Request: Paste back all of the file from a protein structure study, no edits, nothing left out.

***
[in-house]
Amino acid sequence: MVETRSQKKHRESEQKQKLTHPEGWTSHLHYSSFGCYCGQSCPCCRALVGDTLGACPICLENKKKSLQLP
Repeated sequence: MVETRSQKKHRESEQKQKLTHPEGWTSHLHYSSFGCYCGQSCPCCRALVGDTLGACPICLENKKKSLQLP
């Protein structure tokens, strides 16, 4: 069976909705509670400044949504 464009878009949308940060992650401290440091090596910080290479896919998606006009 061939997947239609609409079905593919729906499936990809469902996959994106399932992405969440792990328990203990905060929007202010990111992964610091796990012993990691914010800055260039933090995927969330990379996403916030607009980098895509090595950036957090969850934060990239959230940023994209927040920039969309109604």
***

[in-house]
Amino acid sequence: MVETRSQKKHRESEQKQKLTHPEGWTSHLHYSSFGCYCGQSCPCCRALVGDTLGACPICLENKKKSLQLP
Repeated sequence: MVETRSQKKHRESEQKQKLTHPEGWTSHLHYSSFGCYCGQSCPCCRALVGDTLGACPICLENKKKSLQLP
């Protein structure tokens, strides 16, 4: 069976909705509670400044949504 464009878009949308940060992650401290440091090596910080290479896919998606006009 061939997947239609609409079905593919729906499936990809469902996959994106399932992405969440792990328990203990905060929007202010990111992964610091796990012993990691914010800055260039933090995927969330990379996403916030607009980098895509090595950036957090969850934060990239959230940023994209927040920039969309109604």